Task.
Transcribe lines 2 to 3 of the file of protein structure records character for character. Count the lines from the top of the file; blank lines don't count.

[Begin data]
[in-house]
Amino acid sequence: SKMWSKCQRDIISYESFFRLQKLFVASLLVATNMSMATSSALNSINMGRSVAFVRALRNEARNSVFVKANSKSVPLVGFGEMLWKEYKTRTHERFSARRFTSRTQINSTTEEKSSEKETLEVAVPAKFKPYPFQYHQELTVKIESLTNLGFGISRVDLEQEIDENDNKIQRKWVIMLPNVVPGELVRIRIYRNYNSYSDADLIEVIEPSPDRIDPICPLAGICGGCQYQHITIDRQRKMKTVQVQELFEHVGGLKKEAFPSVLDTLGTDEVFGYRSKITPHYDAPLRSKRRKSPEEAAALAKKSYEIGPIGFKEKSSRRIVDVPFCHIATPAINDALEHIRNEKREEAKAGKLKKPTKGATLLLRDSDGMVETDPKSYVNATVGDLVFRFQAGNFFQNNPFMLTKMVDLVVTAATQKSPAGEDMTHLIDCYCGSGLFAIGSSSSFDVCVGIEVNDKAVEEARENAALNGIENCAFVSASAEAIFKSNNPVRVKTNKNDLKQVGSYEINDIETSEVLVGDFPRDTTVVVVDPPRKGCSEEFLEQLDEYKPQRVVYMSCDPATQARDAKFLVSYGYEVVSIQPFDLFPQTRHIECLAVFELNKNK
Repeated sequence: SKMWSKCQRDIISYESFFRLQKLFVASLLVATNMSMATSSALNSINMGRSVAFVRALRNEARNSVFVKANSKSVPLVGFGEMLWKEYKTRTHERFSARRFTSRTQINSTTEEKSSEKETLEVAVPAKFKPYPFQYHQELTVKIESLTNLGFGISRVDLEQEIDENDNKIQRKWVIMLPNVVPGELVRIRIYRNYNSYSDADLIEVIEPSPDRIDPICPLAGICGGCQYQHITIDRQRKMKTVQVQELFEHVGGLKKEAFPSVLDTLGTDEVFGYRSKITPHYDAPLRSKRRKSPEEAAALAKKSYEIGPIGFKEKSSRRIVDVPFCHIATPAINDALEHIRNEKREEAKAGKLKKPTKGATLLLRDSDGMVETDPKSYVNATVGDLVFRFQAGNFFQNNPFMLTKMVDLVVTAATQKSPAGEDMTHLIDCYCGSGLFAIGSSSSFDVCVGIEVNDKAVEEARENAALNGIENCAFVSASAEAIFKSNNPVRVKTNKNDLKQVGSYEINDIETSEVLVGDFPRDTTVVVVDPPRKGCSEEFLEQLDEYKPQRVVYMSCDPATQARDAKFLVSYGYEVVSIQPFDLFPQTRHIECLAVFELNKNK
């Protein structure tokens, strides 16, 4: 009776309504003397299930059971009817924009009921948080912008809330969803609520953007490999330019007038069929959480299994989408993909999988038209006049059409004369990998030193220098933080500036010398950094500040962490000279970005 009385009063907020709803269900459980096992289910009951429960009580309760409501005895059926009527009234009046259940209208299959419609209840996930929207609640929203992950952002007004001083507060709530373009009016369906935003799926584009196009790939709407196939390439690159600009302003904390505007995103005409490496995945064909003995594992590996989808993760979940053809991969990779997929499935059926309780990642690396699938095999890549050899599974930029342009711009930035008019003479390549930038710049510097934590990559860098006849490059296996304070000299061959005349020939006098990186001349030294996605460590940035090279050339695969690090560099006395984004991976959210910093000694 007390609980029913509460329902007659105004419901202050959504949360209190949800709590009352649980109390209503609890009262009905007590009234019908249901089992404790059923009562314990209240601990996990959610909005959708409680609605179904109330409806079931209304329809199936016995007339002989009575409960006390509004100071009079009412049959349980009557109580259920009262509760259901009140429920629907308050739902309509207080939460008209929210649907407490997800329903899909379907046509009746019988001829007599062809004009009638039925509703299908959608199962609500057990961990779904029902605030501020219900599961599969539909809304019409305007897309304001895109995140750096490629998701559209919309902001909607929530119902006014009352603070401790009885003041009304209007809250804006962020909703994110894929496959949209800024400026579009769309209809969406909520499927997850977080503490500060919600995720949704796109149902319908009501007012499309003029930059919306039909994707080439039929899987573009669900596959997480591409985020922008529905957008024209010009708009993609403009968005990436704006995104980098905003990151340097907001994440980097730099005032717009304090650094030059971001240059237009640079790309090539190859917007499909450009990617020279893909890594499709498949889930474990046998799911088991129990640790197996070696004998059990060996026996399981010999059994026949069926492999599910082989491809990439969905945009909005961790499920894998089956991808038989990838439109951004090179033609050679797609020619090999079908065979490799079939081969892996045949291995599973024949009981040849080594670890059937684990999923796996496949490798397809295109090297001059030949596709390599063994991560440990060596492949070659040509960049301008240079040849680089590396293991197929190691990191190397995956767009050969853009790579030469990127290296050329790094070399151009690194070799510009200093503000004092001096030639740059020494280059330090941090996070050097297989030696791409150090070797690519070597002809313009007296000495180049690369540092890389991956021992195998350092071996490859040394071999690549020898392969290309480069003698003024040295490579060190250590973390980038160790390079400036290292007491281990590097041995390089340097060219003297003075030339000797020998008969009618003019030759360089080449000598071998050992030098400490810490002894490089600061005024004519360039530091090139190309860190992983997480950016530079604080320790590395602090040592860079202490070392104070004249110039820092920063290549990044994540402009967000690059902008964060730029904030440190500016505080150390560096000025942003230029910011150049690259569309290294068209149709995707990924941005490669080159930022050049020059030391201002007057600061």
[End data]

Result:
Amino acid sequence: SKMWSKCQRDIISYESFFRLQKLFVASLLVATNMSMATSSALNSINMGRSVAFVRALRNEARNSVFVKANSKSVPLVGFGEMLWKEYKTRTHERFSARRFTSRTQINSTTEEKSSEKETLEVAVPAKFKPYPFQYHQELTVKIESLTNLGFGISRVDLEQEIDENDNKIQRKWVIMLPNVVPGELVRIRIYRNYNSYSDADLIEVIEPSPDRIDPICPLAGICGGCQYQHITIDRQRKMKTVQVQELFEHVGGLKKEAFPSVLDTLGTDEVFGYRSKITPHYDAPLRSKRRKSPEEAAALAKKSYEIGPIGFKEKSSRRIVDVPFCHIATPAINDALEHIRNEKREEAKAGKLKKPTKGATLLLRDSDGMVETDPKSYVNATVGDLVFRFQAGNFFQNNPFMLTKMVDLVVTAATQKSPAGEDMTHLIDCYCGSGLFAIGSSSSFDVCVGIEVNDKAVEEARENAALNGIENCAFVSASAEAIFKSNNPVRVKTNKNDLKQVGSYEINDIETSEVLVGDFPRDTTVVVVDPPRKGCSEEFLEQLDEYKPQRVVYMSCDPATQARDAKFLVSYGYEVVSIQPFDLFPQTRHIECLAVFELNKNK
Repeated sequence: SKMWSKCQRDIISYESFFRLQKLFVASLLVATNMSMATSSALNSINMGRSVAFVRALRNEARNSVFVKANSKSVPLVGFGEMLWKEYKTRTHERFSARRFTSRTQINSTTEEKSSEKETLEVAVPAKFKPYPFQYHQELTVKIESLTNLGFGISRVDLEQEIDENDNKIQRKWVIMLPNVVPGELVRIRIYRNYNSYSDADLIEVIEPSPDRIDPICPLAGICGGCQYQHITIDRQRKMKTVQVQELFEHVGGLKKEAFPSVLDTLGTDEVFGYRSKITPHYDAPLRSKRRKSPEEAAALAKKSYEIGPIGFKEKSSRRIVDVPFCHIATPAINDALEHIRNEKREEAKAGKLKKPTKGATLLLRDSDGMVETDPKSYVNATVGDLVFRFQAGNFFQNNPFMLTKMVDLVVTAATQKSPAGEDMTHLIDCYCGSGLFAIGSSSSFDVCVGIEVNDKAVEEARENAALNGIENCAFVSASAEAIFKSNNPVRVKTNKNDLKQVGSYEINDIETSEVLVGDFPRDTTVVVVDPPRKGCSEEFLEQLDEYKPQRVVYMSCDPATQARDAKFLVSYGYEVVSIQPFDLFPQTRHIECLAVFELNKNK